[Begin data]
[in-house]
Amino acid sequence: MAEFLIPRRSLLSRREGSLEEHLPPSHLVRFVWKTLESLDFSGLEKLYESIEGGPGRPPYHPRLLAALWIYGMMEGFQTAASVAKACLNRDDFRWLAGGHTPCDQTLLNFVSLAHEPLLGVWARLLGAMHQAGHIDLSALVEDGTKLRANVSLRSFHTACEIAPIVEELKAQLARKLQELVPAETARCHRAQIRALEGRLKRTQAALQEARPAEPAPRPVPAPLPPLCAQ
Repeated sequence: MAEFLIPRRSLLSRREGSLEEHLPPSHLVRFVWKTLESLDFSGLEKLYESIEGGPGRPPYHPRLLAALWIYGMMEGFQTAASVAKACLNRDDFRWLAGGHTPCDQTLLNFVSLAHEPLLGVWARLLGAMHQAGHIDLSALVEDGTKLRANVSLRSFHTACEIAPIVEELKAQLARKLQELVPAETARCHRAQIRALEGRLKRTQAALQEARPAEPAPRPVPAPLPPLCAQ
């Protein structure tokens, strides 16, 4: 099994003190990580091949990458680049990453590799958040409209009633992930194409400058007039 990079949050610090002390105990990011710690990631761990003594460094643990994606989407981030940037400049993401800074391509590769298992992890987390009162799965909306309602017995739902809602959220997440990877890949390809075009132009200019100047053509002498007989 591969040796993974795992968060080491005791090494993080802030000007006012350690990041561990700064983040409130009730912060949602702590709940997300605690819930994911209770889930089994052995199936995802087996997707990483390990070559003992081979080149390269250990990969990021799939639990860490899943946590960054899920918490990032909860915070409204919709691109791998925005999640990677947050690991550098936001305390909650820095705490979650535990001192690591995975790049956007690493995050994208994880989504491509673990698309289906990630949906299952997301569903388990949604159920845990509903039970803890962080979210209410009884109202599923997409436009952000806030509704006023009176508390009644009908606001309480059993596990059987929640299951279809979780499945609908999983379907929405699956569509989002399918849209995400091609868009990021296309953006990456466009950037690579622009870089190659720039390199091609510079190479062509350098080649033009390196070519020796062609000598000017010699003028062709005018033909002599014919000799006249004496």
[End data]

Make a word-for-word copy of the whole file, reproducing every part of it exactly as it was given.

[in-house]
Amino acid sequence: MAEFLIPRRSLLSRREGSLEEHLPPSHLVRFVWKTLESLDFSGLEKLYESIEGGPGRPPYHPRLLAALWIYGMMEGFQTAASVAKACLNRDDFRWLAGGHTPCDQTLLNFVSLAHEPLLGVWARLLGAMHQAGHIDLSALVEDGTKLRANVSLRSFHTACEIAPIVEELKAQLARKLQELVPAETARCHRAQIRALEGRLKRTQAALQEARPAEPAPRPVPAPLPPLCAQ
Repeated sequence: MAEFLIPRRSLLSRREGSLEEHLPPSHLVRFVWKTLESLDFSGLEKLYESIEGGPGRPPYHPRLLAALWIYGMMEGFQTAASVAKACLNRDDFRWLAGGHTPCDQTLLNFVSLAHEPLLGVWARLLGAMHQAGHIDLSALVEDGTKLRANVSLRSFHTACEIAPIVEELKAQLARKLQELVPAETARCHRAQIRALEGRLKRTQAALQEARPAEPAPRPVPAPLPPLCAQ
């Protein structure tokens, strides 16, 4: 099994003190990580091949990458680049990453590799958040409209009633992930194409400058007039 990079949050610090002390105990990011710690990631761990003594460094643990994606989407981030940037400049993401800074391509590769298992992890987390009162799965909306309602017995739902809602959220997440990877890949390809075009132009200019100047053509002498007989 591969040796993974795992968060080491005791090494993080802030000007006012350690990041561990700064983040409130009730912060949602702590709940997300605690819930994911209770889930089994052995199936995802087996997707990483390990070559003992081979080149390269250990990969990021799939639990860490899943946590960054899920918490990032909860915070409204919709691109791998925005999640990677947050690991550098936001305390909650820095705490979650535990001192690591995975790049956007690493995050994208994880989504491509673990698309289906990630949906299952997301569903388990949604159920845990509903039970803890962080979210209410009884109202599923997409436009952000806030509704006023009176508390009644009908606001309480059993596990059987929640299951279809979780499945609908999983379907929405699956569509989002399918849209995400091609868009990021296309953006990456466009950037690579622009870089190659720039390199091609510079190479062509350098080649033009390196070519020796062609000598000017010699003028062709005018033909002599014919000799006249004496």